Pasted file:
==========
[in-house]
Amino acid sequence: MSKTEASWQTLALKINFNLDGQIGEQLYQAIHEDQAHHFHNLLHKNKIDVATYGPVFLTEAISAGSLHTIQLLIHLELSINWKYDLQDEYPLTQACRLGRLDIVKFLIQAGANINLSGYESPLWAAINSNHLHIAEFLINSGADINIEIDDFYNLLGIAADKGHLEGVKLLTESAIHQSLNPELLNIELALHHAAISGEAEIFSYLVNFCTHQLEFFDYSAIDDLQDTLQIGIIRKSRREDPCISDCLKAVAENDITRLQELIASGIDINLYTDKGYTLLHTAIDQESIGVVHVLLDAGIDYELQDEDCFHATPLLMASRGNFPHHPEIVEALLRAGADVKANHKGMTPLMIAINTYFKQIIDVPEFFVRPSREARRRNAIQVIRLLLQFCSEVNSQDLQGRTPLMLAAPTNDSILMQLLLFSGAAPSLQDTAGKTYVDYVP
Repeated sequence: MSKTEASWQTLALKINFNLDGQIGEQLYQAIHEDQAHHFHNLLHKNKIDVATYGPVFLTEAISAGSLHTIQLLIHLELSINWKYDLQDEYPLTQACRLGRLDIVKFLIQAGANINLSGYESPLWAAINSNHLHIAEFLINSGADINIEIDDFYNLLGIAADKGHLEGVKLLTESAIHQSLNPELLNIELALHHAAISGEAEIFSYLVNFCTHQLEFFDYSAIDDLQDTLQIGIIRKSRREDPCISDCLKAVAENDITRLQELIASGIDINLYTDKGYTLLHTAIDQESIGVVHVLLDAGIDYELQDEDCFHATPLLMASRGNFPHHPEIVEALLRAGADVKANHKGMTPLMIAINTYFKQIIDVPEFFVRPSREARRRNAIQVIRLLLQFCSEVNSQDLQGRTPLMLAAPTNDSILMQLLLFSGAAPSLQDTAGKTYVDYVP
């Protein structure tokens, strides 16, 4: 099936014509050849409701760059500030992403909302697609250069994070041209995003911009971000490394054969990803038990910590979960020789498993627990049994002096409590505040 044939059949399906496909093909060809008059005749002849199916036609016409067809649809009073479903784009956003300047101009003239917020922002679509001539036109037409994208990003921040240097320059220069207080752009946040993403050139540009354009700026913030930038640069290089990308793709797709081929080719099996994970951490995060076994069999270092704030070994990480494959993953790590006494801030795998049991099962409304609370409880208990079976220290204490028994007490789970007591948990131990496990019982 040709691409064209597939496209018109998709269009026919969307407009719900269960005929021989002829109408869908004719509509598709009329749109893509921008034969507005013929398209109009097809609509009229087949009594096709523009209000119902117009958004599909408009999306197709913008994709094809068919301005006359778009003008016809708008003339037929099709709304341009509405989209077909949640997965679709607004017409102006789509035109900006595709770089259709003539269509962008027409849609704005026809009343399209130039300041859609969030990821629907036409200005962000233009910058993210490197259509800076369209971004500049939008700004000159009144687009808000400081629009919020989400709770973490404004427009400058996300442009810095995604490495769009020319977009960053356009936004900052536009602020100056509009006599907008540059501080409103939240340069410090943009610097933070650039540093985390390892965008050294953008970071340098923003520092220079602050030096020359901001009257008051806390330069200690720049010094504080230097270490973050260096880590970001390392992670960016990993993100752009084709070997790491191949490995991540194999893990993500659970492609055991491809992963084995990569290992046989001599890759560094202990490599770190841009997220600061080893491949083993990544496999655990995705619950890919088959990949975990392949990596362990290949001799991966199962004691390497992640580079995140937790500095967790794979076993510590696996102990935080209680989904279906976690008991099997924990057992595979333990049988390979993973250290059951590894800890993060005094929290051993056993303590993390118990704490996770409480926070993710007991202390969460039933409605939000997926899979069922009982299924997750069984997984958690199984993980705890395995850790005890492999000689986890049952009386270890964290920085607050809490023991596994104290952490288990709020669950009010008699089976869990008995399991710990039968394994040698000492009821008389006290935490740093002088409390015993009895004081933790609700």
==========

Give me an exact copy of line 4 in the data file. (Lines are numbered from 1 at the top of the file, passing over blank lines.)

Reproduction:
């Protein structure tokens, strides 16, 4: 099936014509050849409701760059500030992403909302697609250069994070041209995003911009971000490394054969990803038990910590979960020789498993627990049994002096409590505040 044939059949399906496909093909060809008059005749002849199916036609016409067809649809009073479903784009956003300047101009003239917020922002679509001539036109037409994208990003921040240097320059220069207080752009946040993403050139540009354009700026913030930038640069290089990308793709797709081929080719099996994970951490995060076994069999270092704030070994990480494959993953790590006494801030795998049991099962409304609370409880208990079976220290204490028994007490789970007591948990131990496990019982 040709691409064209597939496209018109998709269009026919969307407009719900269960005929021989002829109408869908004719509509598709009329749109893509921008034969507005013929398209109009097809609509009229087949009594096709523009209000119902117009958004599909408009999306197709913008994709094809068919301005006359778009003008016809708008003339037929099709709304341009509405989209077909949640997965679709607004017409102006789509035109900006595709770089259709003539269509962008027409849609704005026809009343399209130039300041859609969030990821629907036409200005962000233009910058993210490197259509800076369209971004500049939008700004000159009144687009808000400081629009919020989400709770973490404004427009400058996300442009810095995604490495769009020319977009960053356009936004900052536009602020100056509009006599907008540059501080409103939240340069410090943009610097933070650039540093985390390892965008050294953008970071340098923003520092220079602050030096020359901001009257008051806390330069200690720049010094504080230097270490973050260096880590970001390392992670960016990993993100752009084709070997790491191949490995991540194999893990993500659970492609055991491809992963084995990569290992046989001599890759560094202990490599770190841009997220600061080893491949083993990544496999655990995705619950890919088959990949975990392949990596362990290949001799991966199962004691390497992640580079995140937790500095967790794979076993510590696996102990935080209680989904279906976690008991099997924990057992595979333990049988390979993973250290059951590894800890993060005094929290051993056993303590993390118990704490996770409480926070993710007991202390969460039933409605939000997926899979069922009982299924997750069984997984958690199984993980705890395995850790005890492999000689986890049952009386270890964290920085607050809490023991596994104290952490288990709020669950009010008699089976869990008995399991710990039968394994040698000492009821008389006290935490740093002088409390015993009895004081933790609700």